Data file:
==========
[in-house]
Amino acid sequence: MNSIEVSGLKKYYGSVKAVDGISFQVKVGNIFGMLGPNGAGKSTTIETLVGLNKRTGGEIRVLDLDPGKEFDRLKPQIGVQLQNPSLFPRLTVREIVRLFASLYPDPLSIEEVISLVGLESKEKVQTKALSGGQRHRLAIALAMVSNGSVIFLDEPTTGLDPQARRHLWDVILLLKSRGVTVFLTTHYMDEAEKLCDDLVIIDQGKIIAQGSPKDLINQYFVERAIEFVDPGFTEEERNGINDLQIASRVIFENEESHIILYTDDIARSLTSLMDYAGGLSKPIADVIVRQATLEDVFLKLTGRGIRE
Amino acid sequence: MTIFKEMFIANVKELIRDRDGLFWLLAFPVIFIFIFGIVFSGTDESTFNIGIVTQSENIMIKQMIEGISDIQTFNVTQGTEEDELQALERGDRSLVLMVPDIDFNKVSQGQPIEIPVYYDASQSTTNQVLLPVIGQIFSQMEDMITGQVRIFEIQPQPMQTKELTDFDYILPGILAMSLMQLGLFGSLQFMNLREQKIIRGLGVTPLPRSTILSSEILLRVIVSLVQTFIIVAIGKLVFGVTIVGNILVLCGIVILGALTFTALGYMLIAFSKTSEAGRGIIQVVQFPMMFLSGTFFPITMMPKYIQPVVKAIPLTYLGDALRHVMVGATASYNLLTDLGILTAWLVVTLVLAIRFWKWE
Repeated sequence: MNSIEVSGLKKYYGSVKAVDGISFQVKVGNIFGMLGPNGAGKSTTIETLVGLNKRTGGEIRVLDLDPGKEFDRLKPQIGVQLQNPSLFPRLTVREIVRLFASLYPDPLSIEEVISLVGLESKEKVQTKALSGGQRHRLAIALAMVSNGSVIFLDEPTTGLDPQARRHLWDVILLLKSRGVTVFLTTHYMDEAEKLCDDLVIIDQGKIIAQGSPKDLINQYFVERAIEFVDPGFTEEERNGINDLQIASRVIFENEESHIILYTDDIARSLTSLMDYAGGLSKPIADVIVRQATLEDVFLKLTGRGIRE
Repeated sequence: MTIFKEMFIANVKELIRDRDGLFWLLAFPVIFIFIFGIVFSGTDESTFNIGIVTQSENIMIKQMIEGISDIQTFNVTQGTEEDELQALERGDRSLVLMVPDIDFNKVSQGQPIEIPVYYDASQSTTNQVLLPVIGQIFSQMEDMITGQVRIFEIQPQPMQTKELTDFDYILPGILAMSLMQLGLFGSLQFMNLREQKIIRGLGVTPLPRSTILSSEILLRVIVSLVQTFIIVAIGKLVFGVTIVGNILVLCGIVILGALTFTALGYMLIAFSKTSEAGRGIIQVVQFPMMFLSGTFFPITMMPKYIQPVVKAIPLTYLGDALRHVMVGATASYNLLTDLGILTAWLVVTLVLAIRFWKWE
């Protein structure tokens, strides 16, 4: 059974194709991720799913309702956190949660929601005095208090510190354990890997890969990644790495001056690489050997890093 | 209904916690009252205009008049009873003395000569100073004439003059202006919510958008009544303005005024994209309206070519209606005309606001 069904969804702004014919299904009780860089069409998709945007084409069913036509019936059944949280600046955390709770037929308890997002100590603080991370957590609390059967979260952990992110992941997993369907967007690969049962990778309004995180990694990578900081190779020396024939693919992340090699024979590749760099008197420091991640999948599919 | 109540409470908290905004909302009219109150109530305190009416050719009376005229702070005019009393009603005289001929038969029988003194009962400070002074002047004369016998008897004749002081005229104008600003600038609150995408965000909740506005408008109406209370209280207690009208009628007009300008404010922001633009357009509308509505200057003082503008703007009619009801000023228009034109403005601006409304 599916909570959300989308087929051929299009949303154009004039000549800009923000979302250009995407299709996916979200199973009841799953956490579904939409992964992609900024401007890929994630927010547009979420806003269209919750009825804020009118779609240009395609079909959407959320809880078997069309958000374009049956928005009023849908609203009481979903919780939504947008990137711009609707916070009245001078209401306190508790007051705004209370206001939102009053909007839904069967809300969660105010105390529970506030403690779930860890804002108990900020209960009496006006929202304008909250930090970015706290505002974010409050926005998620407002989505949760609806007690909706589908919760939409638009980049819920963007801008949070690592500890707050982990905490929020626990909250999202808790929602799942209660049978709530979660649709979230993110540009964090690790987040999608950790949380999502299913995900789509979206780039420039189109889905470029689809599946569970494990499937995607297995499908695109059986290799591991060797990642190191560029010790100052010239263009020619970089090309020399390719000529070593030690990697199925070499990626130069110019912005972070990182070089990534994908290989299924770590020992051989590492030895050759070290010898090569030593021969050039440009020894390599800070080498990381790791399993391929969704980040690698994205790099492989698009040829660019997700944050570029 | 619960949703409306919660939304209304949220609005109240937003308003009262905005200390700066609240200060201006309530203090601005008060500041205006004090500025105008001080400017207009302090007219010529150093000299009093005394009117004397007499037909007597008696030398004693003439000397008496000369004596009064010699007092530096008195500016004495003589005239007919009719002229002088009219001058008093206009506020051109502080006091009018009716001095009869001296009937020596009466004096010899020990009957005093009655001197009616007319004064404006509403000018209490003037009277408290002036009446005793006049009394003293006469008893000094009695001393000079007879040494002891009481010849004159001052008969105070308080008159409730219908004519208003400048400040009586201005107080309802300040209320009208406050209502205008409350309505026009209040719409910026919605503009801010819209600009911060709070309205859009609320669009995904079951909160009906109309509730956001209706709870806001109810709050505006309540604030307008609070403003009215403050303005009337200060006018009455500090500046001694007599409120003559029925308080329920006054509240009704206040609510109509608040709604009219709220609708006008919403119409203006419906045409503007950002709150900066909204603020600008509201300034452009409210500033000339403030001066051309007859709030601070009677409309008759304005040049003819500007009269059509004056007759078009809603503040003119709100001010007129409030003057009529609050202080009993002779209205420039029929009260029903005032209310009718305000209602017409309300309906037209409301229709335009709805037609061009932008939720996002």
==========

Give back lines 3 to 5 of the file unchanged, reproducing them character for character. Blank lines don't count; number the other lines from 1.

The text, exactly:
Amino acid sequence: MTIFKEMFIANVKELIRDRDGLFWLLAFPVIFIFIFGIVFSGTDESTFNIGIVTQSENIMIKQMIEGISDIQTFNVTQGTEEDELQALERGDRSLVLMVPDIDFNKVSQGQPIEIPVYYDASQSTTNQVLLPVIGQIFSQMEDMITGQVRIFEIQPQPMQTKELTDFDYILPGILAMSLMQLGLFGSLQFMNLREQKIIRGLGVTPLPRSTILSSEILLRVIVSLVQTFIIVAIGKLVFGVTIVGNILVLCGIVILGALTFTALGYMLIAFSKTSEAGRGIIQVVQFPMMFLSGTFFPITMMPKYIQPVVKAIPLTYLGDALRHVMVGATASYNLLTDLGILTAWLVVTLVLAIRFWKWE
Repeated sequence: MNSIEVSGLKKYYGSVKAVDGISFQVKVGNIFGMLGPNGAGKSTTIETLVGLNKRTGGEIRVLDLDPGKEFDRLKPQIGVQLQNPSLFPRLTVREIVRLFASLYPDPLSIEEVISLVGLESKEKVQTKALSGGQRHRLAIALAMVSNGSVIFLDEPTTGLDPQARRHLWDVILLLKSRGVTVFLTTHYMDEAEKLCDDLVIIDQGKIIAQGSPKDLINQYFVERAIEFVDPGFTEEERNGINDLQIASRVIFENEESHIILYTDDIARSLTSLMDYAGGLSKPIADVIVRQATLEDVFLKLTGRGIRE
Repeated sequence: MTIFKEMFIANVKELIRDRDGLFWLLAFPVIFIFIFGIVFSGTDESTFNIGIVTQSENIMIKQMIEGISDIQTFNVTQGTEEDELQALERGDRSLVLMVPDIDFNKVSQGQPIEIPVYYDASQSTTNQVLLPVIGQIFSQMEDMITGQVRIFEIQPQPMQTKELTDFDYILPGILAMSLMQLGLFGSLQFMNLREQKIIRGLGVTPLPRSTILSSEILLRVIVSLVQTFIIVAIGKLVFGVTIVGNILVLCGIVILGALTFTALGYMLIAFSKTSEAGRGIIQVVQFPMMFLSGTFFPITMMPKYIQPVVKAIPLTYLGDALRHVMVGATASYNLLTDLGILTAWLVVTLVLAIRFWKWE